At last night’s Fashion Awards, it was Daniel Lee’s night. The creative director of Bottega Veneta took home four coveted accolades, including Designer of the Year and Brand of the Year. But, although this accomplishment is extremely impressive, it wasn’t altogether unexpected. Ever since taking over the prestigious Italian label 18 months ago, the British designer has quickly become the new name to know and has catapulted a previously quieter brand into the fashion spotlight.
Lee’s appointment was announced in June 2018. He was taking over from Tomas Maier who had helmed Bottega for 17 years. While the brand was in a solid position as a respected Italian fashion house with impressive heritage and strong sales within the leather goods market, Lee has transformed it into an ‘It’ label at the forefront of fashion – Bottega Veneta’s show is currently one of the most highly anticipated on the calendar, several of Lee’s designs have already developed cult-like status (the Pouch bag, the Padded sandals) and there are swarms of fans (almost 150,000) following an Instagram account devoted to this fresh look, entitled ‘New Bottega’.
Although Lee’s sensational rise may seem like it has happened practically overnight, this has been no fluke – the designer’s experience was surely never going to lead him anywhere else but success.
Having studied at Central Saint Martins (and counted the esteemed Louise Wilson as a tutor), Lee gained experience working at Maison Margiela, Donna Karan and Balenciaga, before joining Céline in 2012, where he worked under creative director Phoebe Philo as the director of ready-to-wear. It is impossible not to compare his overwhelming success to her's and to wonder if he might now be dressing that ‘Old Céline’ customer with his cool but understated, elegant designs at the ‘New Bottega’.
“Bottega was a bit of a sleeping giant,” Lee said of the brand, explaining that it previously hadn't exploited ready-to-wear as it could have, partly because it didn’t need to. When Lee joined, clothing accounted for just 15 per cent of sales of the brand, which gave the new creative director an incredibly unique opportunity that rarely happens at such a large fashion house – they could afford to risk losing the RTW customer, meaning Lee was able to be as creative as he wanted to.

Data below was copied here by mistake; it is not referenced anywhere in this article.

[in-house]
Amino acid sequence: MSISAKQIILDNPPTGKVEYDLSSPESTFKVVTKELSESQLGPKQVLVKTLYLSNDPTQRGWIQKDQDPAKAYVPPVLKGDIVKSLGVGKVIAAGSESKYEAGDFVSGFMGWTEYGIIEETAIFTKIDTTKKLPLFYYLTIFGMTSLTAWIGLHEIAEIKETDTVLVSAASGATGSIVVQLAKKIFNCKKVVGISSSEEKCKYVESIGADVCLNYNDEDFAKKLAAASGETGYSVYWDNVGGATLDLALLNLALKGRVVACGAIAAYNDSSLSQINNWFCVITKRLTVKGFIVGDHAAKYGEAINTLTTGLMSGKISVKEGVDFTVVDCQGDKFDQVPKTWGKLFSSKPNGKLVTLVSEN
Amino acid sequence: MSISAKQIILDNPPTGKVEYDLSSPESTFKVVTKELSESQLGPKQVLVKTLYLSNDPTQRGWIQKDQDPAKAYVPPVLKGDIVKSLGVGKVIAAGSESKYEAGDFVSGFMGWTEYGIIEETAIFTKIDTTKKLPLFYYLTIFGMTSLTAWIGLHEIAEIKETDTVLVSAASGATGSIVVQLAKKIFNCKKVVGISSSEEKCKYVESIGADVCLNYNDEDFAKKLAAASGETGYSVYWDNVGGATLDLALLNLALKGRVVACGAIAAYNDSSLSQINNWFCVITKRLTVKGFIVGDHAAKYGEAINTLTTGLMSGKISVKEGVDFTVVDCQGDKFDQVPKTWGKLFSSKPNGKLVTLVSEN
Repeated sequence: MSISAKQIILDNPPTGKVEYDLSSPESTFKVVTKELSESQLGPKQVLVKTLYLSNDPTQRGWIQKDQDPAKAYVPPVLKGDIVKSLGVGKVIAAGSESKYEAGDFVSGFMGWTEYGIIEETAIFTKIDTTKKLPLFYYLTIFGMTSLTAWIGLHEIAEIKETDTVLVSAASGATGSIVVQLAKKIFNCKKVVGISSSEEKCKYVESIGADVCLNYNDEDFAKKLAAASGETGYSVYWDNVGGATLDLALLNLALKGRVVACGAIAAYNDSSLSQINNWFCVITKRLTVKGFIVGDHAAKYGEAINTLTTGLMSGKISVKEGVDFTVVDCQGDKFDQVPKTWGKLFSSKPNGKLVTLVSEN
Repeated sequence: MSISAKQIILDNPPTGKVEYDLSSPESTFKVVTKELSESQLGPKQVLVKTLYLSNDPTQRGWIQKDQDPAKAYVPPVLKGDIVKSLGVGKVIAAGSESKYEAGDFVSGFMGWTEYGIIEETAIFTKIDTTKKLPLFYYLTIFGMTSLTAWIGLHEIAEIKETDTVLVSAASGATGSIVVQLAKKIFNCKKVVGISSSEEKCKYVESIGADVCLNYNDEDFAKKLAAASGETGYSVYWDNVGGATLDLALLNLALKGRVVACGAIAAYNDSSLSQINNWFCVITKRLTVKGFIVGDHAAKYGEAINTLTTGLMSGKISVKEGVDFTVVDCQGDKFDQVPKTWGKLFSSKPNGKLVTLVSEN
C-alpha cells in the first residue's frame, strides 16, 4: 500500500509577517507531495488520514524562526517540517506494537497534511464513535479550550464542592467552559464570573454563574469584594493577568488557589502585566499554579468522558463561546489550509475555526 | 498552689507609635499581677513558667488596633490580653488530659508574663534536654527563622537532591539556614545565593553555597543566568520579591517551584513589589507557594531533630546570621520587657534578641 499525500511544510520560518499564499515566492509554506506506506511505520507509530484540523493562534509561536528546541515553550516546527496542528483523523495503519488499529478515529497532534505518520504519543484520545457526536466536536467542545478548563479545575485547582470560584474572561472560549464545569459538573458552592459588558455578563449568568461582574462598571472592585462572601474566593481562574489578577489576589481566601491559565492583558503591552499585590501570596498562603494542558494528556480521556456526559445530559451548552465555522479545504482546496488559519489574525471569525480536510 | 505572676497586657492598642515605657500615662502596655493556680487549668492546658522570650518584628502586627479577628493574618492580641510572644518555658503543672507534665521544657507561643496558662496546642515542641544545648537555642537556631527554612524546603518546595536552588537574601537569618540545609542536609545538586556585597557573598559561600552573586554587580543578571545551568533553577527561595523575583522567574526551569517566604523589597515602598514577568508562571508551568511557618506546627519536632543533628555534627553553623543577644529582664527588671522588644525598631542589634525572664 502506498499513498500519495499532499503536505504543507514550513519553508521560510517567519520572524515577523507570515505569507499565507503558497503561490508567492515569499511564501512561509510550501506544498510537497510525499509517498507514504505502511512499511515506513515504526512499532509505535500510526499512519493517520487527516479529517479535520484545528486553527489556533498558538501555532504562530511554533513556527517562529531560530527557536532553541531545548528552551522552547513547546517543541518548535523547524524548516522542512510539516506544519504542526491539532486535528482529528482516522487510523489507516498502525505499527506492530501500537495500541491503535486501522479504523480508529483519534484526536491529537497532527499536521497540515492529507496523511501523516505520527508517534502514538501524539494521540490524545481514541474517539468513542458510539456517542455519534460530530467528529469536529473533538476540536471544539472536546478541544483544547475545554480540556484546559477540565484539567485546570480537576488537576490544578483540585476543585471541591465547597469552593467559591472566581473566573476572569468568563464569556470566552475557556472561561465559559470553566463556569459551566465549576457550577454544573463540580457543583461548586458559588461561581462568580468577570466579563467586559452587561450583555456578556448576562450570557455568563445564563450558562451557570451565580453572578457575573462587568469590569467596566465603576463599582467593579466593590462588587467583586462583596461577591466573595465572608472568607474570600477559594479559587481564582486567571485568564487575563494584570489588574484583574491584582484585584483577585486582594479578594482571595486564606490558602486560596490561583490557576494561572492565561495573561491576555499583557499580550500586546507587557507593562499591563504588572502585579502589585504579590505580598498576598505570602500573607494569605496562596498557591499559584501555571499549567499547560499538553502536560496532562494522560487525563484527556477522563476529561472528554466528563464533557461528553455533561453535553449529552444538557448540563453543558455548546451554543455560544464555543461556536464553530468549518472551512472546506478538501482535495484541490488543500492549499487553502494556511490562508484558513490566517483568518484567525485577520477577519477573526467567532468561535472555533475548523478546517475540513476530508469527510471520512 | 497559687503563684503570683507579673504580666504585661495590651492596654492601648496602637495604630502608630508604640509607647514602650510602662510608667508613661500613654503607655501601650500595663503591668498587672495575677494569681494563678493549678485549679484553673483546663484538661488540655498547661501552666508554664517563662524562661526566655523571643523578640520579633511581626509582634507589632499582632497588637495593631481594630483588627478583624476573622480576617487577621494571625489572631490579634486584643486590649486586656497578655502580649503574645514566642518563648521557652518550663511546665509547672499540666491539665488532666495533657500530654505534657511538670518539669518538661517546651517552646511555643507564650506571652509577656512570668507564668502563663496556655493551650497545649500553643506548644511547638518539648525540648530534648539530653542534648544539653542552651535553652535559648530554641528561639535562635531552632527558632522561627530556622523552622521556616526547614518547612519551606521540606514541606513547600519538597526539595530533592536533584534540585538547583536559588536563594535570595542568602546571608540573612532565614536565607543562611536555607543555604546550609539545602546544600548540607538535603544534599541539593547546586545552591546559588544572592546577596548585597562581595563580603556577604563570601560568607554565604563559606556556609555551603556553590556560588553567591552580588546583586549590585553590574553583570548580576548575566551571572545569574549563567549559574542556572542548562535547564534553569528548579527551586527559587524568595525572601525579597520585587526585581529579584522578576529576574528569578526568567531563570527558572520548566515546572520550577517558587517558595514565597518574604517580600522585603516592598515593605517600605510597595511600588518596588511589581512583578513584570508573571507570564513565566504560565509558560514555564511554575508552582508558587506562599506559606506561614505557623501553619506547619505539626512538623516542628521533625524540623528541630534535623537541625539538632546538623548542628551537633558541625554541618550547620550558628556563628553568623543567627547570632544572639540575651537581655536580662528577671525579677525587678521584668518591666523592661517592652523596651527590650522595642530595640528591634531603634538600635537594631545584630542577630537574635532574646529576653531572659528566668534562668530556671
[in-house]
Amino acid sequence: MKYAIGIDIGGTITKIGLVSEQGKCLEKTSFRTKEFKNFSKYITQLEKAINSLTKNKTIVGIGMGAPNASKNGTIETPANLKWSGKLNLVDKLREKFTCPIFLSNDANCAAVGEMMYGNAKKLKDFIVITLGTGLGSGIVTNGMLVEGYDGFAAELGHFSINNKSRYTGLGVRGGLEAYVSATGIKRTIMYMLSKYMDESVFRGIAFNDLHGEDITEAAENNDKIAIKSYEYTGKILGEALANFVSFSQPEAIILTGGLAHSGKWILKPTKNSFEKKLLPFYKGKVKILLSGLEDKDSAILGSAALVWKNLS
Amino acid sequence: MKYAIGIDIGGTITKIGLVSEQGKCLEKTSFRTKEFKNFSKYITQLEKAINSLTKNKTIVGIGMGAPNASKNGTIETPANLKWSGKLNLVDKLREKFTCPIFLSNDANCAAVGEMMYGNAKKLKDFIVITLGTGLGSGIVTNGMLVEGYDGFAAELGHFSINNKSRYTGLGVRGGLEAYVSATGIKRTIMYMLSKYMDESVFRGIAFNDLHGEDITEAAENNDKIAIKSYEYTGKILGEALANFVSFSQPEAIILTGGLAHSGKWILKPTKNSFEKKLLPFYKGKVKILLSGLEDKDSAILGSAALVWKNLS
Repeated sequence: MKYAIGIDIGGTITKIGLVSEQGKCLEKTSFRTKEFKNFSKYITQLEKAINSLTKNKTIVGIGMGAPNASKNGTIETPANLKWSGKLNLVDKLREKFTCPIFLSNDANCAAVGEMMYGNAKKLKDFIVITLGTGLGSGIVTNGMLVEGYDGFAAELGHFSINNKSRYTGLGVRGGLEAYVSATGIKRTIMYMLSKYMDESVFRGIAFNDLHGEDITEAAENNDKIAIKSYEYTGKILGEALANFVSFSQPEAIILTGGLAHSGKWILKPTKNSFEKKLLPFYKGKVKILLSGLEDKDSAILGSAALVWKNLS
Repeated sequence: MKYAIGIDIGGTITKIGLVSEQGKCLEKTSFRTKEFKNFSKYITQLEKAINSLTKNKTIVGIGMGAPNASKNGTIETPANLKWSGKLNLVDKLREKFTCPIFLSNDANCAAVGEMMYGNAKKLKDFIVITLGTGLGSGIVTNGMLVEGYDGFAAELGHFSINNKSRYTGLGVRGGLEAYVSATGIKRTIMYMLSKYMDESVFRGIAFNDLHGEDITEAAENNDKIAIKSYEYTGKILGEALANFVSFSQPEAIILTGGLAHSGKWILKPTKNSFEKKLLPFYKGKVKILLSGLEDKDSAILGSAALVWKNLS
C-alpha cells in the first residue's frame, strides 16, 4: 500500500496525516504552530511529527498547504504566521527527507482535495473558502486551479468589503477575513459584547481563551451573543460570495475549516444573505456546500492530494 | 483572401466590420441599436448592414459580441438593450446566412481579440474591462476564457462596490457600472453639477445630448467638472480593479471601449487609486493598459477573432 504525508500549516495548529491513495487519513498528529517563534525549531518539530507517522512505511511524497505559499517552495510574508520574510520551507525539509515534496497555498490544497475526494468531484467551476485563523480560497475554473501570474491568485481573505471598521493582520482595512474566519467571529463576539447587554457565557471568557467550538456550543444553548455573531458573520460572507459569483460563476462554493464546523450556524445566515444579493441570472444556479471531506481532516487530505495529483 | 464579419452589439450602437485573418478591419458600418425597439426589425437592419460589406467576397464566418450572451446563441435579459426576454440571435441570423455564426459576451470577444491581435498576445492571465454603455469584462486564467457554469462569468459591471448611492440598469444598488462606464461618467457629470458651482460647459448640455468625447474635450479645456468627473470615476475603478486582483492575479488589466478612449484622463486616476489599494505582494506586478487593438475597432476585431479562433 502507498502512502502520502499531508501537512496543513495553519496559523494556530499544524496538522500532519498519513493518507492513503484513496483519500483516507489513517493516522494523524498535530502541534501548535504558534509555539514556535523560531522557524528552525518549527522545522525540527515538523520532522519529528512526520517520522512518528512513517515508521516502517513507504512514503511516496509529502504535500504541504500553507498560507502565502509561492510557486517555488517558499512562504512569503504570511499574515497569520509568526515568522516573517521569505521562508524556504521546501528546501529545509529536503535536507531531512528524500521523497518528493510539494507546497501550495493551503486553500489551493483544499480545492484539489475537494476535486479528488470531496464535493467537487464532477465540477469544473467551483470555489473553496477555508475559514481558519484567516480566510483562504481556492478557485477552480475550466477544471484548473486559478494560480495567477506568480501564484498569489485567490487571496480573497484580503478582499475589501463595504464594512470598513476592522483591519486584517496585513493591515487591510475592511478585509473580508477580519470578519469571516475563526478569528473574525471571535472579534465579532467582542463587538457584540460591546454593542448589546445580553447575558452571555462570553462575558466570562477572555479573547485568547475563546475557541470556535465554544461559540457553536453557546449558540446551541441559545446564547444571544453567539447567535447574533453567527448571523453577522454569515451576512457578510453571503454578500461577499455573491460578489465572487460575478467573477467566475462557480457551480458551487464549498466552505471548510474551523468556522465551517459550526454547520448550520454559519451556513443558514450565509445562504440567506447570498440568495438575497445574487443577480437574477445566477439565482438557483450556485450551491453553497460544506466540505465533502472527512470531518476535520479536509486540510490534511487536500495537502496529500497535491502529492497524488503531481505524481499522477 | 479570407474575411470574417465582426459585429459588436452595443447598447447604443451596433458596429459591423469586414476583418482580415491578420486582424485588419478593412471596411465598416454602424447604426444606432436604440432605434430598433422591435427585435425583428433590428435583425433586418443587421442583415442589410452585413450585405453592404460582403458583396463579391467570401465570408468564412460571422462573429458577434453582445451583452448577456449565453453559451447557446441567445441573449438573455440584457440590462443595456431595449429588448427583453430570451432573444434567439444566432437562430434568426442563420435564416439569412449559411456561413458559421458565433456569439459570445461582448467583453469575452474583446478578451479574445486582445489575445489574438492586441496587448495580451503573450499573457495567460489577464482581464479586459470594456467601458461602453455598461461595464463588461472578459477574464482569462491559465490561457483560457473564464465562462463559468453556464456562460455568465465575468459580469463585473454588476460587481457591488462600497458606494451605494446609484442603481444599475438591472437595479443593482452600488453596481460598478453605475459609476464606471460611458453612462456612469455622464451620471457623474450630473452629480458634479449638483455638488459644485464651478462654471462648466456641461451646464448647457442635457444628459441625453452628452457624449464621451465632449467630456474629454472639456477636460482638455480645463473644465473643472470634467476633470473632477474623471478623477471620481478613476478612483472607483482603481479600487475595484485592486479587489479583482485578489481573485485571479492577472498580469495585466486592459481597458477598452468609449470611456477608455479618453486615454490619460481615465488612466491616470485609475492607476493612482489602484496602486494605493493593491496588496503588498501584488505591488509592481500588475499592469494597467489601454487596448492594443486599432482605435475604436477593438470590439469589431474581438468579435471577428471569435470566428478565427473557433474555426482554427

“What was so fantastic [about taking on this role] is that I wasn’t so scared about losing our ready-to-wear, shoes and jewellery customers as it was such a small part of the business by comparison, and that gives you a certain confidence to tear things up,” he told British Vogue.
Of course, the risk has paid off, not just in terms of the positive exposure the brand has received as a result (and the numerous awards Lee has already won) but in terms of numbers – wholesale orders have tripled, leading to “highly encouraging” sales growth, according to LVMH’s third-quarter results, which came out last month.
Clearly, what Lee has managed to do is identify a new customer, not just for Bottega, but in today’s fashion climate. Soon after being appointed, the designer said that it was time for the “done-up elegance” of Italian style to make a comeback – and this is what he has delivered. Embracing refinement, rather than anything too shouty or trend-led in his collections is a smart move in delivering what the millennial customer now truly wants – to build a wardrobe of high-quality capsule pieces that are cool, but will actually stand the test of time. So this idea, coupled with Bottega’s reputation as a truly luxurious fashion house with supreme quality, has been the perfect recipe for success.
From Harper's Bazaar UK
All Images: Getty